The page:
Sitting L-R: Mr Michael Appleton, Unit Manager, Pacific Regional Division, MFAT; Professor Rajesh Chandra, USP VC & President and Dr Robert Christie, Assistant Secretary, Pacific Aid Effectiveness & Advice Branch, DFAT with members of the Australian, NZ & USP delegation.
A successful tripartite High Level Consultation (HLC) between The University of the South Pacific (USP) and Australia and New Zealand, its major development partners, was held at the Japan-Pacific ICT Centre at USP’s Laucala Campus on 21 November, 2017.
The University has HLCs with Australia and New Zealand twice a year, whereby the first consultation is held in Canberra and Wellington respectively and the second tripartite is hosted by USP at the main Laucala Campus.
The objectives of the meeting was to discuss progress and issues of performance and risk management relating to the USP Strategic Plan 2013-2018 and Key Performance Indicators (KPIs) and the progress on the development of USP’s New Strategic Plan 2019-2024.
The meeting also discussed USP’s future partnerships with Australia and New Zealand beyond 2018 and strategic regional issues in which USP is a key stakeholder, including learner and labour mobility, quality teacher development and USP’s role in evolving regional education in the Pacific.
Furthermore, progress under the University’s joint initiatives with Australia and New Zealand, specifically relating to the Australia-USP Joint Working Group on enhancing quality of teacher education in the region and the USP-New Zealand USPNet Enhancement Project was also reviewed during the meeting. Both partners were also updated on USP’s 50th Anniversary Celebration plans and key announcements in 2018.
The Australian delegation was led by Dr Robert Christie, Assistant Secretary, Pacific Aid Effectiveness & Advice Branch from the Department of Foreign Affairs and Trade (DFAT), while Mr Michael Appleton, Unit Manager, Pacific Regional Division, led the delegation for New Zealand.
In welcoming them Professor Rajesh Chandra, Vice-Chancellor and President of USP said that the University’s level of engagement with Australia and New Zealand has, over the years, shifted a notch up “as there is mutual agreement to move away from a donor-recipient relationship to that of a more partnership-based approach where all parties are collectively focused to deliver more for the region”.
Such efforts he said, is evident in joint initiatives such as the USP-Australia Joint Working Group (WG) focused on enhancing quality of teacher education in the region and USP-New Zealand USPNet enhancement project.
He informed the delegates that the University has made good progress on the implementation of the Strategic Plan (2013-2018) and is on track with its efforts towards the development of USP’s New Strategic Plan 2019-2024, as per the roadmap approved by the Council at its May 2017 meeting.
The tripartite High Level Consultation (HLC) was successfully carried out at the Laucala Campus.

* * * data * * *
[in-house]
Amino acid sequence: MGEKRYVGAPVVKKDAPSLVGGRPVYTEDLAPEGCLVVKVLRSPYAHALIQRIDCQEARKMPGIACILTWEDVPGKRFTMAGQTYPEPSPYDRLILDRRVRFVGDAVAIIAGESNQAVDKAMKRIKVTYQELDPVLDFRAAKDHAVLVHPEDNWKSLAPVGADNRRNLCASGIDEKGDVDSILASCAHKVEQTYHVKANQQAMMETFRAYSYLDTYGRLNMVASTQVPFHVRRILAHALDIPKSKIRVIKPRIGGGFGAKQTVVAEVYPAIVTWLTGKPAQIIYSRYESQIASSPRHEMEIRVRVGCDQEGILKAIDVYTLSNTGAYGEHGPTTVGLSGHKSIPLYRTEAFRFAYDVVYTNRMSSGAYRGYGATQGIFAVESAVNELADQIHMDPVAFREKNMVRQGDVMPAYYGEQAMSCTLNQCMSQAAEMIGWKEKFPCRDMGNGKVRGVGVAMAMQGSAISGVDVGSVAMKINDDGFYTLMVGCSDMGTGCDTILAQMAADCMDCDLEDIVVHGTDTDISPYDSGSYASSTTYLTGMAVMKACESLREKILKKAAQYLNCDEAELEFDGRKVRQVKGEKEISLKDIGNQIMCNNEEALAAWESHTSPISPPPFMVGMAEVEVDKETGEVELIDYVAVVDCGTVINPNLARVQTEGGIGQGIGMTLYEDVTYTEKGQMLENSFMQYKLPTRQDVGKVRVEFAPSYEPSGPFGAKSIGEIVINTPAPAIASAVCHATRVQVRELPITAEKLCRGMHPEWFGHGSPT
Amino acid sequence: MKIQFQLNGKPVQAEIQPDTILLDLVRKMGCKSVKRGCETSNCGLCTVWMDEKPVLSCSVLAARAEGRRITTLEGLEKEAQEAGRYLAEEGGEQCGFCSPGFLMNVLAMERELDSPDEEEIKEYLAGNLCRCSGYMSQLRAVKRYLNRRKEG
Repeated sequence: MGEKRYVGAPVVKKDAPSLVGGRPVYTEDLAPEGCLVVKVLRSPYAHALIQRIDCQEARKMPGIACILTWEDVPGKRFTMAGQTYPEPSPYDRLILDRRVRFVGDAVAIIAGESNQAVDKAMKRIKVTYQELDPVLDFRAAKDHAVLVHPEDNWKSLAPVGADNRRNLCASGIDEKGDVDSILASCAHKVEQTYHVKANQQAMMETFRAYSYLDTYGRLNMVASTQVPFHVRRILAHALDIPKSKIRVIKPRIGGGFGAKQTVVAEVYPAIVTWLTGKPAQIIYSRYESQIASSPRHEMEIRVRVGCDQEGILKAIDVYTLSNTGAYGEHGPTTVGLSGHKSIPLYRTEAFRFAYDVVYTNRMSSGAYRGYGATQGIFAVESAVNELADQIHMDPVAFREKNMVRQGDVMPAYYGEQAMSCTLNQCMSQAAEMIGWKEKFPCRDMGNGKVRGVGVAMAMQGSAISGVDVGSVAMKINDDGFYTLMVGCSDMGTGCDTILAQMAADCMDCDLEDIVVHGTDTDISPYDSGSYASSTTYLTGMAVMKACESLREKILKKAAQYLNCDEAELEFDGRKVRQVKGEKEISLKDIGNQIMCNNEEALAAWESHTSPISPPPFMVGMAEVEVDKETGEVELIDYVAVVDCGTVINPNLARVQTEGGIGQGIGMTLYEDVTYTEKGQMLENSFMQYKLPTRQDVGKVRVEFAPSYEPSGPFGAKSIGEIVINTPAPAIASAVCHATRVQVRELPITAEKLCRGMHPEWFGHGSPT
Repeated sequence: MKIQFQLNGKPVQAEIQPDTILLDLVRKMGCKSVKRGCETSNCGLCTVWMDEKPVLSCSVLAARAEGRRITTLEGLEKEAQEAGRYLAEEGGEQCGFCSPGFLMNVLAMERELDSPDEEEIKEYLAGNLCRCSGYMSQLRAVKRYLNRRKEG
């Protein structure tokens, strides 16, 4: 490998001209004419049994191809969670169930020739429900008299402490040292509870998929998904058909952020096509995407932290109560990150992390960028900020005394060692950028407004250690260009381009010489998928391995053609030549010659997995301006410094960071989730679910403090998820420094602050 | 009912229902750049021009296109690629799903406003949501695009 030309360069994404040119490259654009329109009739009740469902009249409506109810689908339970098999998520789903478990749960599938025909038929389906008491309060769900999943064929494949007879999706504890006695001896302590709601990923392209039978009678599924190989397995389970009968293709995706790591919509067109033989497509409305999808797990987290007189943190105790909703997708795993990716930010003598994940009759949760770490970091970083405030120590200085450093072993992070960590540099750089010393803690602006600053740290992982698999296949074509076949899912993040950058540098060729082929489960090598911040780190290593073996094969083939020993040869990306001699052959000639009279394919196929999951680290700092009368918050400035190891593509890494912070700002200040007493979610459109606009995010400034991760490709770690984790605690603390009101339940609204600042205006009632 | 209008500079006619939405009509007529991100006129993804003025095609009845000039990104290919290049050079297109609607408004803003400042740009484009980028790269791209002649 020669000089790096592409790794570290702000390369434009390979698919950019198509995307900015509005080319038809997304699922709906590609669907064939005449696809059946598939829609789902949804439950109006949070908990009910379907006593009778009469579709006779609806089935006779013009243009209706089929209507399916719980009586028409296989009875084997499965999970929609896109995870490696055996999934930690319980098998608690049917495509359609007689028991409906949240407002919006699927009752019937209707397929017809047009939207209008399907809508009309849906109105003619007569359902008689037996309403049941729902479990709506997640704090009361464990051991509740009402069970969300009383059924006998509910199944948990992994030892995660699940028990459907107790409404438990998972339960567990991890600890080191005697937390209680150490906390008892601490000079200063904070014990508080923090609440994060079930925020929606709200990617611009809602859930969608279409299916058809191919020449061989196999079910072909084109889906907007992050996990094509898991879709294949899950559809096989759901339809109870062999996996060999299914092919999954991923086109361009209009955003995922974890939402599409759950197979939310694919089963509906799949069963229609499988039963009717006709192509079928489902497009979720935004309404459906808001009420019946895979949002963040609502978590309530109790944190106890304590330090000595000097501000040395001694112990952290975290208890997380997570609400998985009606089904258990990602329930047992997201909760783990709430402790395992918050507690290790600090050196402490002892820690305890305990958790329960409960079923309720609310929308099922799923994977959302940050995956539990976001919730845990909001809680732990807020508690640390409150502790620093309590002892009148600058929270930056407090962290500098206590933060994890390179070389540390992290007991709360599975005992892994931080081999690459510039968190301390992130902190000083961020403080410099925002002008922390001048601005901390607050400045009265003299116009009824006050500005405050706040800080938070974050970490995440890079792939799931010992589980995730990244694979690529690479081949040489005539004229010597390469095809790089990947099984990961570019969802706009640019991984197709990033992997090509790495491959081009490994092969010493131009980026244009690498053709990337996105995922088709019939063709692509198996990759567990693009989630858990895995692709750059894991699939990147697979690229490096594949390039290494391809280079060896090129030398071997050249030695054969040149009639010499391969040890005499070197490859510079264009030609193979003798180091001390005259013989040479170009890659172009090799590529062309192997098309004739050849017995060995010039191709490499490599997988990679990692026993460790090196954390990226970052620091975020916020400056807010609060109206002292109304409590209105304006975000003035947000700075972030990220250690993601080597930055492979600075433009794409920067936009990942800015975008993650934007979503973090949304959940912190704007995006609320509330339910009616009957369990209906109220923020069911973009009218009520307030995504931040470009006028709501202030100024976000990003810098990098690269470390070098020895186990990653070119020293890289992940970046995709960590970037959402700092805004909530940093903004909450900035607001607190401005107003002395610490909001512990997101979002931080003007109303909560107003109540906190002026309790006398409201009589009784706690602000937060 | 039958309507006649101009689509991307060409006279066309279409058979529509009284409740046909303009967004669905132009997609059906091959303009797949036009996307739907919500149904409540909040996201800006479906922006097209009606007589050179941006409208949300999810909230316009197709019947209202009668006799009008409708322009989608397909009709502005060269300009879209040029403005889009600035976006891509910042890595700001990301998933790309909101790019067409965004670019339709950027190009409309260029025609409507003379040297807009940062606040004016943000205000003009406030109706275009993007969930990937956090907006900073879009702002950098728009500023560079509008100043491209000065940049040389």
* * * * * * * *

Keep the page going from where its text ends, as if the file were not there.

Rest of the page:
Professor Chandra reiterated the University’s appreciation to the Governments of Australia and New Zealand for their continued support and contribution to the University in achieving its strategic objectives and providing guidance on strategic matters. He also expressed his heartiest congratulations to New Zealand for the new Government that had just been sworn in.
Professor Chandra noted that USP has had a very positive experience around the inclusion and consultation of the Strategic Plan and ensuring that the Government, development partners, students and staff all feel a sense of ownership.
He confirmed that in the new plan, the focus will be more on performance and accountability mechanisms and changing the culture of the University towards greater professionalism.
On the new SP, Professor Chandra said USP reflected on where the current plan is, going forward, and the University “should accept is as it is genuinely a plan for the stakeholders of the University and the Council as a governing body”.
Professor Chandra said that USP has made significant gains in winning respect from CROP colleagues and Governments as an institution that has something to deliver through the CROP mechanism.
“The core of our contribution is around research and finding solutions to the big development questions and supporting our member countries through action research, fundamental research, modelling, data analytics and preparing the region for digital transformation,” he noted.
Strategic issues for Tertiary Education and Pacific Islands countries, in which USP is a key stakeholder were also discussed, including Pacific Learner and Labour Mobility; Role of USP in Regional Education in the Pacific; and the relationship between key sustainable development issues in the Pacific and USP’s current and future research programme.
A briefing on the preparations for the 50th anniversary celebrations in 2018 was also done.
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